If there is as much tension between Jack Rowell and Will Carling as has come to be popularly supposed, it will not have been helped by yesterday's call from Carling - in the wake of the savaging his team took for the drab way they beat Wales - for Rowell to make his selection to play Scotland immediately.
The England captain had been summoned to Twickenham in Rowell's absence to give what was billed as a "Five Nations mid-point review". But instead he presented a ritually upbeat critique of how England played that was in direct contradiction to the view expressed in the same forum by Don Rutherford, the RFU's technical director.
As England are not involved in the next round of Five Nations matches, they have the option of extra practice and an unwontedly early announcement of the team. This would suit Carling. "But that's just me and that has to come from the management and I don't want to get myself in trouble," he said hastily. "As captain, I would like to get the team named and their minds focused as soon as possible. But Jack has to make that decision; it's not up to me."
Carling's apprehension about the manager's reaction stems from last week's pre-match "revelation" that he no longer sat in on selection - which was hardly news but was enough to leave Rowell fuming with anger over how the media ogres would interpret it. The subsequent adverse response to the Welsh match will not have helped.
But, as if in answer to recent speculation, Carling was emboldened to contrast the management of Rowell with that of his predecessor, Geoff Cooke. "Geoff was a meticulous planner and a great man for detail. The view now is that to compete with the southern hemisphere, to have a team that will compete at the 1999 World Cup, you need players who will play a very flexible game.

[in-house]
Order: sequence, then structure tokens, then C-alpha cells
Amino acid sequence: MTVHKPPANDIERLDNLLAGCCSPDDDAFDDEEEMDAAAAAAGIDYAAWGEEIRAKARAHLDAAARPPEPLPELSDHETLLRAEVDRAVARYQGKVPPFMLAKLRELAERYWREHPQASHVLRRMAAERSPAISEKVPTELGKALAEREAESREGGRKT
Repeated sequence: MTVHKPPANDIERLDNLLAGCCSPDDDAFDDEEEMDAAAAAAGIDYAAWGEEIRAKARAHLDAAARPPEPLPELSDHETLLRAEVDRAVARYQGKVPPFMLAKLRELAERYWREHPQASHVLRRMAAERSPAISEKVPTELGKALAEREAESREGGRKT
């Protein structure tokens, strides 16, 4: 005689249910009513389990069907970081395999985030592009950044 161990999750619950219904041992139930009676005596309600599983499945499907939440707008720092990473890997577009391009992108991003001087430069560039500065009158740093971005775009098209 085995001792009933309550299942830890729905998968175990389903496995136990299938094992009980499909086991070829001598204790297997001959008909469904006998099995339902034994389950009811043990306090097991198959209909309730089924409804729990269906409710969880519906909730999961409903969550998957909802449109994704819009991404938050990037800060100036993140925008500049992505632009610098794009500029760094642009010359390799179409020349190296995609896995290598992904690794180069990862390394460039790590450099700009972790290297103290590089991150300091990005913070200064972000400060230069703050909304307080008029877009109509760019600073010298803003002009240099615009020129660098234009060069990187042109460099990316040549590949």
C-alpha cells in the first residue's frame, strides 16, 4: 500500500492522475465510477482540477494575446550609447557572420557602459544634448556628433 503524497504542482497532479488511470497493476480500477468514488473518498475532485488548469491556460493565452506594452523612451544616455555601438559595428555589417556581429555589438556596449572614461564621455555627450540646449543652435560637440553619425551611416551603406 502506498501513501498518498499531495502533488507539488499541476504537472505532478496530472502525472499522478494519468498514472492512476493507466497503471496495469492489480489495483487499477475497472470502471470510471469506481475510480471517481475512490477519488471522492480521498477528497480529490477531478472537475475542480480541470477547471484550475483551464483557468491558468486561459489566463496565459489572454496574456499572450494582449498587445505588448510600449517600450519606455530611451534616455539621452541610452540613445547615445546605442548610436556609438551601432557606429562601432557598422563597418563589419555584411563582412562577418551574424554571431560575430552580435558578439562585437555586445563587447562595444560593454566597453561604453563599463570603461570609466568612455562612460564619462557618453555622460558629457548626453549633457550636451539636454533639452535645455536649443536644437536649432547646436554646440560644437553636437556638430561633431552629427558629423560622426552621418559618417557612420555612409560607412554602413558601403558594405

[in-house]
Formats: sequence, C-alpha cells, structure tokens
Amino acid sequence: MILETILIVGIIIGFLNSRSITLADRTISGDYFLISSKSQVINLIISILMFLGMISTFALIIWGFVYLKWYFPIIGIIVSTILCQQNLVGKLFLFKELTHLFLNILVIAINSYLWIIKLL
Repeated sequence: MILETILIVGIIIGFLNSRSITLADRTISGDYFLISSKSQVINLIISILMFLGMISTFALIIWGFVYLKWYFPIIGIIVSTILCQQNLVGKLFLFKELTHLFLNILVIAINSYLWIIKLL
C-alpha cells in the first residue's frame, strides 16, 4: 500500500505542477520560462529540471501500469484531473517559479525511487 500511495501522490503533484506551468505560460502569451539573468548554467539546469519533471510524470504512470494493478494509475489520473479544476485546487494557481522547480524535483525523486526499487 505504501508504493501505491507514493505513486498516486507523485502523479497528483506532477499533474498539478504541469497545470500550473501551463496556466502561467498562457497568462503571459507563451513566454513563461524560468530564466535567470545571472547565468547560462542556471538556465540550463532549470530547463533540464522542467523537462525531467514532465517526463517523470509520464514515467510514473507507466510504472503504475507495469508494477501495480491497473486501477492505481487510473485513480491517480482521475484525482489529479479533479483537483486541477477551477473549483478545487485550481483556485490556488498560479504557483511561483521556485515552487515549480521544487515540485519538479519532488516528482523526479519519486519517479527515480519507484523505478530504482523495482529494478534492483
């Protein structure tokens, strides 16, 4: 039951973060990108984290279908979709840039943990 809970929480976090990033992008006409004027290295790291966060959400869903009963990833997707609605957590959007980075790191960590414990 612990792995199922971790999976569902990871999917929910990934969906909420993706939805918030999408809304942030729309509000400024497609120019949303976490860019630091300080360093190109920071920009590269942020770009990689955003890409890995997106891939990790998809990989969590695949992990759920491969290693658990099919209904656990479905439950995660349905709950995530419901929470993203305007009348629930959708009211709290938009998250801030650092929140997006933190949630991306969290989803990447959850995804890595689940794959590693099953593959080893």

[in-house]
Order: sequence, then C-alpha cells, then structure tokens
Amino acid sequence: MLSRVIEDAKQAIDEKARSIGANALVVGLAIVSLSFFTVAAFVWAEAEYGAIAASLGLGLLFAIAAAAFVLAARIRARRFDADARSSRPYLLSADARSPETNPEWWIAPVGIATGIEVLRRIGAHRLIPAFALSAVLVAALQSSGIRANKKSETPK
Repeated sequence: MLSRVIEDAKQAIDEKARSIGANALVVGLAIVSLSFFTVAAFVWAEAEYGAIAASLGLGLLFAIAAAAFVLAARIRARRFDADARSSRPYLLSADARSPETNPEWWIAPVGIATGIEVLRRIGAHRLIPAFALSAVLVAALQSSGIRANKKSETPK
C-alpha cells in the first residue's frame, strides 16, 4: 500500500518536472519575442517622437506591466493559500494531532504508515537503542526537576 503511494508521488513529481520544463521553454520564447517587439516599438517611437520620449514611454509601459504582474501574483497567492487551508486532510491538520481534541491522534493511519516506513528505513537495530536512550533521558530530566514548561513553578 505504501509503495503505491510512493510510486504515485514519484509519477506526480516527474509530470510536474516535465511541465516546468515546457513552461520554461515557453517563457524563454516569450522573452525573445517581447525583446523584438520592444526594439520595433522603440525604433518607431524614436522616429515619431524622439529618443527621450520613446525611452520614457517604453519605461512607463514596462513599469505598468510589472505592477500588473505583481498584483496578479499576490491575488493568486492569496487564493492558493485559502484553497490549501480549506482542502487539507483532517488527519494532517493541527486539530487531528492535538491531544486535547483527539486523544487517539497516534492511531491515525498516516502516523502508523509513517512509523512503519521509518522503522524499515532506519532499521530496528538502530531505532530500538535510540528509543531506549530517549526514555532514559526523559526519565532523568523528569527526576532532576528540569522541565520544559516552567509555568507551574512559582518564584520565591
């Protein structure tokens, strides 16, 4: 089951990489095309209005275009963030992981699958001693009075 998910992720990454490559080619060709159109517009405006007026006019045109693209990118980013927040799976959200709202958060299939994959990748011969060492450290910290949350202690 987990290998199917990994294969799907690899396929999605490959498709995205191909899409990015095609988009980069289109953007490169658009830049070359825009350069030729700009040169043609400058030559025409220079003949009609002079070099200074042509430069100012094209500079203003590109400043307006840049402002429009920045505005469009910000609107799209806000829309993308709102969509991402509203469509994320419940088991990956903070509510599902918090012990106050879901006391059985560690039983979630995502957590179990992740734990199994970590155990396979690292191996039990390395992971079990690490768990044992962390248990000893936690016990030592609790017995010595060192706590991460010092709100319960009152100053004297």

"Maybe we didn't have those players before, so we didn't have that luxury. We need a broader canvas and Jack paints on a big canvas. It's more of a challenge to players to come in with more freedom to express themselves but with more responsibility."
These responsibilities, as Rutherford then made clear, now include the dread word "entertainment" (of spectators paying pounds 33 a head) - a responsibility that evidently was not discharged against Wales, whose merits relative to England's Rutherford nevertheless haughtily dismissed.
"It's not acceptable to play a sterile sort of game," he said. "There were times in that game when we were so much on top I was expecting 40 points. We should have won by 40 points; we were that much better. But we didn't keep the ball in our hands; we kicked it away - and so badly, which compounded it.
"A few years back if we had beaten Wales by half a point we would all be cheering. But it's not acceptable now. People want to be entertained, and just winning is not acceptable. They demand entertainment and felt short-changed. The England players have to take that aboard."
Alan Watkins, Brittle peace, page 26Reuse content